I’m trying to write this post, and all that keeps running through my head is the catchy theme song to this silly series. The words change on a regular basis, but the tune remains basically the same…and since I watched several BlackAdder episodes over the weekend to prepare myself for blogging, the chorus line is running through my head like a herd of stampeding wildebeests. No coherent thoughts can remain standing against the onslaught, but nevertheless, I shall attempt to persevere…
BlackAdder is really five shows in one. Each season is set during a different time period and follows the adventures of that generation’s BlackAdder, a man with few, if any, redeeming qualities. Rowan Atkinson (Mr. Bean) shows his range and talent as he portrays each BlackAdder in turn. The series and characters change over the course of the show’s development, so I’m going to take a moment to break it down by season:
BlackAdder I: These first six episodes are set in the Dark Ages, during the reign of King Richard IV (Never heard of him? Don’t worry; many eminent British historians haven’t either.) Richard’s youngest son, Edmund, takes the name BlackAdder following the Battle of Bosworth field. BlackAdder seeks to put himself on the throne, and to do so must rely on the help of his two companions, an idiotic nobleman named Percy and a slightly wiser peasant named Baldrick. The sniveling, insipid little man in these early episodes bears little resemblance to BlackAdder’s later incarnations, and these shows are generally not as well received as the later seasons. Even so, I found myself laughing aloud several times.
BlackAdder II: Time jumps forward about a hundred years, and the next Edmund BlackAdder is a favorite in the court of Queen Elizabeth. BlackAdder is much, much cleverer this time around, but he needs to be in order to survive the lunacy of Elizabeth’s court. Baldrick is still a sidekick, as is Percy, but while the character of Percy remains much the same, Baldrick has lost several I.Q. points over the years. BlackAdder’s new intelligence makes the show more interesting, and without this crucial transition, I doubt the show would have had the cultural impact that it ultimately did.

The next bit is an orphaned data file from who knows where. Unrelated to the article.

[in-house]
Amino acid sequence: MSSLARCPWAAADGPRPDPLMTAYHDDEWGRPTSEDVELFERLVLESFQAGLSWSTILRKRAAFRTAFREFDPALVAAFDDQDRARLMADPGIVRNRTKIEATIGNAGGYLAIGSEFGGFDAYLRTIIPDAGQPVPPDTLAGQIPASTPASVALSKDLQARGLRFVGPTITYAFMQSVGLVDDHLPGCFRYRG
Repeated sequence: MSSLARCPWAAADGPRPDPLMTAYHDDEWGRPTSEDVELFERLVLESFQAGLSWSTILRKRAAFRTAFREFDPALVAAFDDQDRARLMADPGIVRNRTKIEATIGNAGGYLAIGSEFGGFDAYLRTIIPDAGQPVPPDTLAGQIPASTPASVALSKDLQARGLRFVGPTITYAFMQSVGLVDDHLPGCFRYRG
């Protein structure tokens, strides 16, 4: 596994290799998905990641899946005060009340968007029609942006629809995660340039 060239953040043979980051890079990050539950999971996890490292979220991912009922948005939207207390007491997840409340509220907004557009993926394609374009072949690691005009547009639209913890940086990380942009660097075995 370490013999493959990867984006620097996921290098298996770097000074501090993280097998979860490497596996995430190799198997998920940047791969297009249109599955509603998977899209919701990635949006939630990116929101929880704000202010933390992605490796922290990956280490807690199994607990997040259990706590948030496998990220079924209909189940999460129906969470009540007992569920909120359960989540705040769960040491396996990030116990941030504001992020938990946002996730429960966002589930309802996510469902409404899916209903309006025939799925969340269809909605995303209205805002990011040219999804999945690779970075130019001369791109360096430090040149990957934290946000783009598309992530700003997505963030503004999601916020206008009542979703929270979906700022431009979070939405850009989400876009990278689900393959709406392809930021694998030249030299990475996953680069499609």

BlackAdder III: BlackAdder is now a butler to the Prince Regent, the son of George III. Unfortunately (or perhaps fortunately, at least for BlackAdders machinations), the Prince (played by Hugh Laurie, familiar to Americans as the star of the TV series House) is a doddering idiot. Baldrick and BlackAdder have to work overtime to keep their idiotic master out of trouble, but BlackAdder is often driven to distraction by his own selfish goals. Laurie is a welcome addition to the cast, and I think this season is one of the best.
BlackAdder Goes Forth: Set in the trenches during WWI, this season is not only funny, but also makes a commentary on the ridiculousness of war. BlackAdder is a captain on the front, where he is “assisted” by fellow officer George (a goofy Laurie again) and the ever-faithful Baldrick. There seems to be a bit more “gross out” humor in this season, which is not as much to my taste, but I love watching the interplay of the three main characters.
BlackAdder Back and Forth: Really this is just one episode, and a slightly disappointing one at that. The twentieth century BlackAdder tries to con his dinner guests (played by actors who appeared in earlier seasons) by convincing them that he has constructed a time machine. Unfortunately for him and Baldrick, the time machine actually works, and they end up bumbling their way through history. It all comes off as a little contrived, but there are still a few funny moments.
The BlackAdder series is an entertaining mix, and the different settings provide it with some welcome variety. The supporting cast is excellent, and many stars went on to other successful projects. It does help for viewers have a little knowledge of British history, but it’s not unapproachable to those who are unfamiliar to the background. Bawdy humor and some questionable language makes this series inappropriate for younger viewers, but older teenagers should be able to enjoy the show alongside their parents.
Now, back to the song running through my head…. “BlackAdder, BlackAdder…with many a cunning plan…BlackAdder, BlackAdder…you horrid little man.” Watch a few episodes, and you’ll be ready and raring to join me in song!